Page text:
Five years later I found myself at a staff retreat where a new “cutting edge” education strategy for the institution was unveiled. A consultancy company – not EY but a local outfit increasingly active within the sector – was employed to facilitate the event. What staff didn’t know at the time was that the documents underpinning the new “blueprint” had been prepared – at considerable expense – by the company. The shame of this is the educational expertise needed for such work resided in abundance among teaching staff within the university, yet was overlooked.
Given perverse developments such as these, the question is why university managements have become so seduced by the consultancy industry. Part of the explanation lies in these companies’ highly developed skills at making their services appear indispensable. Striking fear and doubt into the hearts of university administrators is a common tactic. Thus, EY’s “University of the Future” is full of all sorts of dire, and unsubstantiated, predictions for the sector: “Over the next 10-15 years,” it declares, “the current public university model in Australia will prove unviable in all but a few cases.” Having made these claims, it explains that only firms such as EY can help: “Universities should assess if their current model is future proof. EY is uniquely placed to assist in these deliberations.”
But such tactics are all a bit of a “con”, as Mariana Mazzucato and Rosie Collington argue in their recent book, The Big Con: How the Consulting Industry Weakens our Businesses, Infantilizes our Governments and Warps our Economies. There is nothing specialised or unique, they say, about the expertise such firms offer to their clients. Rather, consultancy knowledge is by its nature irredeemably “generic, context-free and shallow” – typically a grab bag of all-purpose notions, stratagems and rhetorical tricks that can be taken ready-made from one client to the next, and often from one sector to the next.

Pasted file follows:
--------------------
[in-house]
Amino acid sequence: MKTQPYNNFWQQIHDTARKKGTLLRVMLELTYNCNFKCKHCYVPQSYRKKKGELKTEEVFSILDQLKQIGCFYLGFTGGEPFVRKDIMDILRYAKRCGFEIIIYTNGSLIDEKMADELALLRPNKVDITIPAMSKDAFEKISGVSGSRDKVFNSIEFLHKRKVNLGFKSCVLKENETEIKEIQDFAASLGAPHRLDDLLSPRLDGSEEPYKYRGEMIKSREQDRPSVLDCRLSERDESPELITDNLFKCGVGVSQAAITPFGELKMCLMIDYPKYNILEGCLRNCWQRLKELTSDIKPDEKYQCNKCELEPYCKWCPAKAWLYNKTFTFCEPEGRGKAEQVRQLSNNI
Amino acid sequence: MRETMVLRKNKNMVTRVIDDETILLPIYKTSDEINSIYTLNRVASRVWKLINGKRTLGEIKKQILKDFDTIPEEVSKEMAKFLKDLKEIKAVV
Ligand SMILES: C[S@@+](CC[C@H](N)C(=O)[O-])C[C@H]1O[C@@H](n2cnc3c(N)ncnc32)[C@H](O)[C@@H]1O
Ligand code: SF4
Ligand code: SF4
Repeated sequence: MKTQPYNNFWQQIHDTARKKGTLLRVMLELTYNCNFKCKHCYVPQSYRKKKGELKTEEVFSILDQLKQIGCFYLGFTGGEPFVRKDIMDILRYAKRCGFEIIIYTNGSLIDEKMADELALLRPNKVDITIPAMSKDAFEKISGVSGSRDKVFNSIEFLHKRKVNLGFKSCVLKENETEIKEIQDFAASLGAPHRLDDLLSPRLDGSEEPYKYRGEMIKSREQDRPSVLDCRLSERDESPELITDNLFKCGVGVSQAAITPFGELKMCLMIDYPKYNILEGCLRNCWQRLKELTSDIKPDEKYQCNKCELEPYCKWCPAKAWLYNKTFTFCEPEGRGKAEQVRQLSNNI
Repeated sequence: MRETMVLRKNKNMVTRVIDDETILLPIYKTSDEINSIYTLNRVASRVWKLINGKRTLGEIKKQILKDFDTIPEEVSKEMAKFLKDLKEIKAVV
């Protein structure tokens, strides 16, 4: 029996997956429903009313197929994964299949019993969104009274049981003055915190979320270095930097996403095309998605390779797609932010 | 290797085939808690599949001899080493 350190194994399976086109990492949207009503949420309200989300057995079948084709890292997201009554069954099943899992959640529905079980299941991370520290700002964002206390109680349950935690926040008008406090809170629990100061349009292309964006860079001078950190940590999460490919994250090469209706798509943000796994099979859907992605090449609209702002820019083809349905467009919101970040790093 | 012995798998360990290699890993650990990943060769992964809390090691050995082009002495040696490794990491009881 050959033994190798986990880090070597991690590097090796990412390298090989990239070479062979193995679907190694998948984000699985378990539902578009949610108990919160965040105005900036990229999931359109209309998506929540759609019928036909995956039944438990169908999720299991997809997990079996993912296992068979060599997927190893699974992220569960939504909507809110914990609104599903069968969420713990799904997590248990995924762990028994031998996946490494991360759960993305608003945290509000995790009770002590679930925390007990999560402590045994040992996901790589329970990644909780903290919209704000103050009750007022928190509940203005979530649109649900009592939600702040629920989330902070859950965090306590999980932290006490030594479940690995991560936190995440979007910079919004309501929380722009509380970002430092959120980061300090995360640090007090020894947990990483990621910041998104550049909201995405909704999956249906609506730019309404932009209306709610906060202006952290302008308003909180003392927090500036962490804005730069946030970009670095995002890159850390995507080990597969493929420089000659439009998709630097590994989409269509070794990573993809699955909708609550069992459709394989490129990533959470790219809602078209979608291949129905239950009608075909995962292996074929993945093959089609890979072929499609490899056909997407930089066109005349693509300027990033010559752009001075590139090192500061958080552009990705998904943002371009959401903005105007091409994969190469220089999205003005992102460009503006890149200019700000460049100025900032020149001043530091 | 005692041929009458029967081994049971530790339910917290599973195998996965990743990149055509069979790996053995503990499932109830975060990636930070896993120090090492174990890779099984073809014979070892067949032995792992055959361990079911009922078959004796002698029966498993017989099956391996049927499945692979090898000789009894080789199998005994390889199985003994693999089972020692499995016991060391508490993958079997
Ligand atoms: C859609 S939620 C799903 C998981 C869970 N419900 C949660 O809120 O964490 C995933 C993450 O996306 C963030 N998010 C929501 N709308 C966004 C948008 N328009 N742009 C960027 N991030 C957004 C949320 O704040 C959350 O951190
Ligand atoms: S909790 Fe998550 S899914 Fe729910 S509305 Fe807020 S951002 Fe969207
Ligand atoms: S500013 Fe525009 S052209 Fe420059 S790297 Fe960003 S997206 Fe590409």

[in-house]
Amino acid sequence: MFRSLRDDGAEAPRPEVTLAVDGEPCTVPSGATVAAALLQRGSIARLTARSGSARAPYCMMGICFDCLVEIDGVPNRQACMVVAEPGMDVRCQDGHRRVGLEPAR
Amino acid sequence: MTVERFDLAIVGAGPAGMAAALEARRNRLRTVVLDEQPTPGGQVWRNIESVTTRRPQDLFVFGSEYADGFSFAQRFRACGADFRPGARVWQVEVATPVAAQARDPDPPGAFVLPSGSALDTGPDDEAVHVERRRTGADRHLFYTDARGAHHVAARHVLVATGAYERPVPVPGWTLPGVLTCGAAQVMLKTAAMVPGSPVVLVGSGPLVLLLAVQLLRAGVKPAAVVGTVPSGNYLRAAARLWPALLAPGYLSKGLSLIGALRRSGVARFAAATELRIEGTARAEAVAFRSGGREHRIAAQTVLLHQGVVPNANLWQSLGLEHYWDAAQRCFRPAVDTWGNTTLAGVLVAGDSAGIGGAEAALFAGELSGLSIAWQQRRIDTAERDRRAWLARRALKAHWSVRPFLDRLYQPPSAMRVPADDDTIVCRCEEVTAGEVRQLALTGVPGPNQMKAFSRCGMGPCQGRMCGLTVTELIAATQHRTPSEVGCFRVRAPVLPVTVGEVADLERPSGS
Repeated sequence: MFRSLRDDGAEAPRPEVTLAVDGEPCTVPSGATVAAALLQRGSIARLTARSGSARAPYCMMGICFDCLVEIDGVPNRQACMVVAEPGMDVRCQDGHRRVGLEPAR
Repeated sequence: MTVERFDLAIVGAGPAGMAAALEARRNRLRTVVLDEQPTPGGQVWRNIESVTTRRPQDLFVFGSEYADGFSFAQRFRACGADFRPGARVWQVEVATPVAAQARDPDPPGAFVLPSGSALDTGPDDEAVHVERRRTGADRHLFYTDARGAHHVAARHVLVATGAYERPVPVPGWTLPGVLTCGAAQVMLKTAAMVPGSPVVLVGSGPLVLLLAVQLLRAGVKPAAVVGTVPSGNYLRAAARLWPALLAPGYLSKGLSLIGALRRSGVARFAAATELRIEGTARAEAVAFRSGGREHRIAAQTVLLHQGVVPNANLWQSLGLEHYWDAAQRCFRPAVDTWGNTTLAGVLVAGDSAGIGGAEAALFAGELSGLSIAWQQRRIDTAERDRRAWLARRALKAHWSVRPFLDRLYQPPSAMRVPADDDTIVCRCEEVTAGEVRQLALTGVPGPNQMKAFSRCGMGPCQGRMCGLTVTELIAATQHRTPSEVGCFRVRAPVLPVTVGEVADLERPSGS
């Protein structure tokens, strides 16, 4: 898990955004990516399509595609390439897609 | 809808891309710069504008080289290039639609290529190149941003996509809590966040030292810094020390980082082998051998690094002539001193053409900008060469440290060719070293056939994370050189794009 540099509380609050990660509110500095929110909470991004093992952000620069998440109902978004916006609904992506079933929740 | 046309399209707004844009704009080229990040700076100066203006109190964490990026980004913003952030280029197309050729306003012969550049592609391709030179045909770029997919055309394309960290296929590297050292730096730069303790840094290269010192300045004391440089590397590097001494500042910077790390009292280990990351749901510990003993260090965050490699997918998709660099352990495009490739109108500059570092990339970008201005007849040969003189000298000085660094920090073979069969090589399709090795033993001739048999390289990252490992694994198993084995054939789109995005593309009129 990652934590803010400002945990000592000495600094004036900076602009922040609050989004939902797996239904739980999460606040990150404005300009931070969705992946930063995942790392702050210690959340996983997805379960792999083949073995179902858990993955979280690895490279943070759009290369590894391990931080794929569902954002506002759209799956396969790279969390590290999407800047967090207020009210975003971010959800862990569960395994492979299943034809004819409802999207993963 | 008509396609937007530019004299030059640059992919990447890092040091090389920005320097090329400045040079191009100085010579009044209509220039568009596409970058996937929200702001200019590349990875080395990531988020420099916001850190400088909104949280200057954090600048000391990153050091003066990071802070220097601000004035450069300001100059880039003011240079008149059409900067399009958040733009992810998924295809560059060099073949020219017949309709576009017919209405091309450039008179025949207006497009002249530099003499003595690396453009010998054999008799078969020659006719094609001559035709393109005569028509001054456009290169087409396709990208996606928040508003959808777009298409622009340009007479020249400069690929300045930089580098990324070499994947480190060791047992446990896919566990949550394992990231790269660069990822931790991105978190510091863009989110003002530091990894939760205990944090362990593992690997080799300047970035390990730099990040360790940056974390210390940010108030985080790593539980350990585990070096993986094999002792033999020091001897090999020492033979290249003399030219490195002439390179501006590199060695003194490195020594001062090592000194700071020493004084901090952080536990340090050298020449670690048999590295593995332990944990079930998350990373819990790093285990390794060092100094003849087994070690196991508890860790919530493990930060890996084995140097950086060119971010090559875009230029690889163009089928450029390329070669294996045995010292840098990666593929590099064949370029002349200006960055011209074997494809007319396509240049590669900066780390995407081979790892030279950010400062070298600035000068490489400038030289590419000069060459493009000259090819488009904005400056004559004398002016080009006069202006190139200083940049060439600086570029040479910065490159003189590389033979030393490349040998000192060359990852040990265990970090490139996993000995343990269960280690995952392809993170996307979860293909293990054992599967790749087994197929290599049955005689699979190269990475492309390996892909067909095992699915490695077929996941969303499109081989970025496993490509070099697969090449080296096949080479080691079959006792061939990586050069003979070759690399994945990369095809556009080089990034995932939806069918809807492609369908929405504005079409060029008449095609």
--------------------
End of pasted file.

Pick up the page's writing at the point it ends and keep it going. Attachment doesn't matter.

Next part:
In the university setting, this has translated into the promulgation of a set of ideas – predominantly neoliberal in character – that are, for most academics, an unmitigated disaster: command and control centralisation over the lifeworld of faculties; the teaching of “marketable job-ready skills” over deep learning in the disciplines; organisational “disruption” over stability and coherence; privatisation over a commitment to the public and civic roles of universities.
But not all blame can be laid at the feet of the consultants. University managements have played their part – and much of this can be linked to the increasingly troubled relationship that now prevails between university leaders and staff. Eminent sociologist Raewyn Connell, in her book The Good University, characterises this relationship as fundamentally one of “distrust”.
This has come about, she says, from a range of less-than-happy developments: the constant restructuring of faculties, departments and administrative units, often as the outcome of consultant reviews; the precarious working conditions of many rank-and-file staff; a contrasting ballooning of executive salaries; the increasingly authoritarian management style adopted by some university leaders, where dissent among staff is less and less tolerated. Examples of management heavy-handedness were reported previously in The Saturday Paper, where staff elected to university councils have faced highly punitive treatment after raising concerns about university decision-making, including around consultancy spending.
It is in this environment of distrust and discord that university administrators have turned increasingly to outside agencies as a way of advancing agendas and getting what they want done. Unlike university staff, who need to be persuaded of the wisdom of policies and directions, the consultants typically seek to deliver on such initiatives without question – while also seizing whatever opportunities are on offer to further advance their own interests in future contracts.
Universities, like many of our national institutions, have been allowed to fall into serious disarray in recent years. “Broken” is the term I often hear from former colleagues. There is much work government needs to do to repair the damage. In seeking to revive our once-lauded university system, inquiring into the unhealthy relationship that exists between institutions and these outside consultancies would be a useful place to start.
This article was first published in the print edition of The Saturday Paper on June 17, 2023 as "Adding consult to injury".